6. The respondents, on the other hand, have supported the conclusion arrived at by the Hearing Committee and the Competent Authority. According to the respondents, it may not be permissible to sit over the subjective satisfaction of the expert body and to issue directions to the contrary. The respondents have prayed for dismissal of the writ petition and the interlocutory application.

7. Having considered the rival submissions, we have no hesitation in taking the view that the Hearing Committee, as well as the Competent Authority of the Central Government, have shown complete disregard to the fact situation and moreso when they have found that the infrastructure and academic requirements were fully in place in so far as the petitioners' college is concerned. Infact, we find that the impugned order acknowledges the fact that the petitioners' college is a compliant college in respect of infrastructure and academic matters.

In such a situation, we are at a loss to discern as to what weighed with the Hearing Committee and Competent Authority of the Central Government to prohibit the petitioners' college from admitting students in the MBBS course for the academic session 2017-18. No tangible reason whatsoever has been assigned by the said authorities in that regard, leave alone any reason.

8. We have no hesitation in observing that the approach of the statutory authorities is bordering on abdication of their statutory duty and is against the letter and spirit of the direction given by this Court on the earlier occasion to reconsider the case of the petitioners' college afresh on the basis of material available on record. Admittedly, the petitioners' college has started functioning from the academic session 2016-17, on the basis of a conditional Letter of Permission. The conditions specified therein have been substantially fulfilled in all respects including infrastructure and academic requirements. Therefore, we allow this petition and the application filed by the petitioners in the larger public interest.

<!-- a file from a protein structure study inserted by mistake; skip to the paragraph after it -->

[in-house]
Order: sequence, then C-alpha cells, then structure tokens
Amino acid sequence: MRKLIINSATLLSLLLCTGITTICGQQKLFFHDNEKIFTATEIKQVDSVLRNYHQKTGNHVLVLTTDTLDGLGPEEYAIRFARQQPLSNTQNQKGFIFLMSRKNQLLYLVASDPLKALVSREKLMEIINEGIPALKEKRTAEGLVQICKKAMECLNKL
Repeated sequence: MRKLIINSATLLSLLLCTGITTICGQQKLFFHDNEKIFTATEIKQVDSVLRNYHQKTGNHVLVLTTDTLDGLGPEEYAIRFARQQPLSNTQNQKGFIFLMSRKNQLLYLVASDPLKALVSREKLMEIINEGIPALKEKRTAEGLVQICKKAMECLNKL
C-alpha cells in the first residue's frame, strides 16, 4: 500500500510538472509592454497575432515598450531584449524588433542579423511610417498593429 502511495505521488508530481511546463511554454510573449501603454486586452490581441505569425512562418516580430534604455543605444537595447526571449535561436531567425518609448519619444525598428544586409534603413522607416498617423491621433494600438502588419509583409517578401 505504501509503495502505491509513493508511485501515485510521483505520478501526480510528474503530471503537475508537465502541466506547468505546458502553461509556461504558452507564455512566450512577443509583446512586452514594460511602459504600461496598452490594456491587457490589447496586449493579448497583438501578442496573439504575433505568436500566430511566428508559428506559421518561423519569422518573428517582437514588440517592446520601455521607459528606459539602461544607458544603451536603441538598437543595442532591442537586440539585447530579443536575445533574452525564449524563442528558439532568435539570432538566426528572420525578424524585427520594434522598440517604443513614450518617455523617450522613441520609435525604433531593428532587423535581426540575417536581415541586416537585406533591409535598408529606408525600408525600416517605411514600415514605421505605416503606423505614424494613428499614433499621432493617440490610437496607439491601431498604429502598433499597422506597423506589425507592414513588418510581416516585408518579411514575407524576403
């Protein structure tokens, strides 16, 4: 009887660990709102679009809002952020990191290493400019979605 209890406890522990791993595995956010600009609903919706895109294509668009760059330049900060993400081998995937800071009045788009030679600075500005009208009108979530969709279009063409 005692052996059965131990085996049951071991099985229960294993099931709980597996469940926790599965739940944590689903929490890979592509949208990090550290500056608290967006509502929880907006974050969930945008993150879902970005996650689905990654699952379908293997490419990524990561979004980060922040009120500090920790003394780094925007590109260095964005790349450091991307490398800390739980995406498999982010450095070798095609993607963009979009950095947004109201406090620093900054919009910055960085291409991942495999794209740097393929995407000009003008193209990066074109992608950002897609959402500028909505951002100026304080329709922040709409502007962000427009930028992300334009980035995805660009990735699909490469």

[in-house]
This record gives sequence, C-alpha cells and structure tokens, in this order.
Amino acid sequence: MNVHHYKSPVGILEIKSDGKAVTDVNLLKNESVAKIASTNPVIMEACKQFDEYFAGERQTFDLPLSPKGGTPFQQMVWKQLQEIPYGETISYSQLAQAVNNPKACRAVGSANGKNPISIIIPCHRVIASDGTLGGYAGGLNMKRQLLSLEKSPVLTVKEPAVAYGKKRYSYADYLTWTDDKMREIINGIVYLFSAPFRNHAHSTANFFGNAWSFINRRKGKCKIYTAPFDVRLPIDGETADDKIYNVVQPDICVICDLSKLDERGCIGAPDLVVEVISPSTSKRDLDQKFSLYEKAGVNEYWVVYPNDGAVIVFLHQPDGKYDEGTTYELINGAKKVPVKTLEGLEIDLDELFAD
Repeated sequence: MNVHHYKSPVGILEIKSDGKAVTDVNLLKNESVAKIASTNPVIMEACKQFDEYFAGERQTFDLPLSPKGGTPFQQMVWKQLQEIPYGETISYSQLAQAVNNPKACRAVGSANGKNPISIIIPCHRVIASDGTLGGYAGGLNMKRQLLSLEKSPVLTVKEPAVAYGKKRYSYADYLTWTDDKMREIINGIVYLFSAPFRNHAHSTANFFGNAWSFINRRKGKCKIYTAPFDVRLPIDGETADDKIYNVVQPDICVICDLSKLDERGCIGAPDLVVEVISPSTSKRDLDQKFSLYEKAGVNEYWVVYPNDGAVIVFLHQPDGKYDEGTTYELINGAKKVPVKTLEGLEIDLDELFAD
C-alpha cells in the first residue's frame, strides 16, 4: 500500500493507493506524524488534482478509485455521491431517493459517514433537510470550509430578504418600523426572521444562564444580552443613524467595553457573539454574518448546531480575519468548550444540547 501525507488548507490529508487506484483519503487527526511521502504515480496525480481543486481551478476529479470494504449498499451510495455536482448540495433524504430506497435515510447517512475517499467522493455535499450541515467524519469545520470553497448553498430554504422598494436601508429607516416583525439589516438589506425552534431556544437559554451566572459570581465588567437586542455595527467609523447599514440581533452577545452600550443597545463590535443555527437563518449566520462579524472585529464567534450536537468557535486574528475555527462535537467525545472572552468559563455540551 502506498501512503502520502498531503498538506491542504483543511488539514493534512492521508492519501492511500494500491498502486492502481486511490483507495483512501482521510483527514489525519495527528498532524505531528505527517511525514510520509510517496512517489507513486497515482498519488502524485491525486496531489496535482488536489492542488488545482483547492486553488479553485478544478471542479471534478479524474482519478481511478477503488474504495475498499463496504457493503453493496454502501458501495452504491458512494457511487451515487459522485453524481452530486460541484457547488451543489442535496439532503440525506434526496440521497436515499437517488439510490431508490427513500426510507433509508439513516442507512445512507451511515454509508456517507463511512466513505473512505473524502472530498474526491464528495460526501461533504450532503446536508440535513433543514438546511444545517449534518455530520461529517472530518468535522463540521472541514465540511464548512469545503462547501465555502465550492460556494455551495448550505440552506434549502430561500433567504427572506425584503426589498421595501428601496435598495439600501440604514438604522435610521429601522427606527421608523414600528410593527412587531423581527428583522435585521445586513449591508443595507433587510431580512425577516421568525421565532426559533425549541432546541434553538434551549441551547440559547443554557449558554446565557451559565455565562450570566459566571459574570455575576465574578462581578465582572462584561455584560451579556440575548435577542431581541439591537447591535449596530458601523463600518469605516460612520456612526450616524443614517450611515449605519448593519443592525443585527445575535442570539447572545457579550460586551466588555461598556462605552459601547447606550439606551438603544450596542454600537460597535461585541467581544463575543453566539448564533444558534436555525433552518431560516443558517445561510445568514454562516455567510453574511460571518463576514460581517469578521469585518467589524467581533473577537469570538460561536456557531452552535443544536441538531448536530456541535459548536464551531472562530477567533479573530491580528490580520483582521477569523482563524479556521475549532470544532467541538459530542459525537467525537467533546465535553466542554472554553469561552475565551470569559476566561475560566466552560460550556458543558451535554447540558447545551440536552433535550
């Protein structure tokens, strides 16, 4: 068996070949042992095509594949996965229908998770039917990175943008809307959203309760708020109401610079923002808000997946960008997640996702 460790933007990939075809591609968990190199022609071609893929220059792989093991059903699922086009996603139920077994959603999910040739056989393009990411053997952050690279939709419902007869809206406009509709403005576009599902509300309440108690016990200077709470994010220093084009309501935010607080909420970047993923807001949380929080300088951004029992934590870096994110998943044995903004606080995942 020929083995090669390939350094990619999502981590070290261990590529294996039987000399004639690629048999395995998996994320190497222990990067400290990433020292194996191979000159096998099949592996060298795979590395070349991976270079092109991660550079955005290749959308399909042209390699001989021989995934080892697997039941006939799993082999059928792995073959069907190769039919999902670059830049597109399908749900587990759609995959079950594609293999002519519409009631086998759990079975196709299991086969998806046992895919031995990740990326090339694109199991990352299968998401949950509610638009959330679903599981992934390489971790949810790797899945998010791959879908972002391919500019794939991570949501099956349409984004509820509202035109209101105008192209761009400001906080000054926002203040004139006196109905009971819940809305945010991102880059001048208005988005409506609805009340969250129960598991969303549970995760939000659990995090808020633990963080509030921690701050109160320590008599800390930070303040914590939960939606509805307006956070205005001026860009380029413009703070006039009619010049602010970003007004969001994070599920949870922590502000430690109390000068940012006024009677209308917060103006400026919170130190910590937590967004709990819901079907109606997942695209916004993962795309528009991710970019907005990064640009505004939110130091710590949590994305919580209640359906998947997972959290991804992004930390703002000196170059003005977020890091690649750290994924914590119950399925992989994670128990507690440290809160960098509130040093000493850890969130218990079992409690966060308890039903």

9. Considering the fact that the petitioners' college has fulfilled the infrastructure and academic requirements and has already operated the college for the academic session 2016-17 by admitting the first batch of students in the MBBS course and further, even the Competent Authority has noticed that there are no major deficiencies, we allow this petition and the application 10 filed by the petitioners in the larger public interest. We are also inclined to issue further directions to the respondents as have been issued in the judgment of Dr. Jagat Narain Subharti Charitable Trust and Anr. Vs. Union of India and Ors., delivered on 30th August, 2017.

10. We, accordingly, quash and set aside the impugned decision to the extent it bars the petitioners to admit upto 150 students for the academic session 2017-18. Instead, we direct the respondents to permit the petitioners' college to take part in the current-year counselling process which is still in progress. The cut-off date for completing the admissions in respect of the petitioners' college, however, will stand extended till 5th September, 2017. The respondents shall make available students willing to take admission in the petitioners' college through central counselling, in order of their merit.

This direction is being issued in exercise of plenary powers of this Court under Article 142 of the Constitution of India, in the peculiar facts of the present case, to do complete justice and in the larger public interest, so that aspiring students who have not been admitted to the 1st year MBBS course for the academic session 2017-18, in order of their merit in NEET examination, will get an opportunity to be admitted in the petitioner college.

At the same time, we make it clear that the MCI or the Competent Authority of the Central Government is free to inspect the petitioners' college as and when deemed fit and, if any deficiency is found after giving opportunity to the petitioners' college, it may suitably proceed against the said college in accordance with law. This arrangement will subserve the ends of justice.

11. No order as to costs.

......................................CJI. (Dipak Misra)

........................................J. (A.M. Khanwilkar)

........................................J. (Dr. D.Y. Chandrachud)

New Delhi;

August 31, 2017.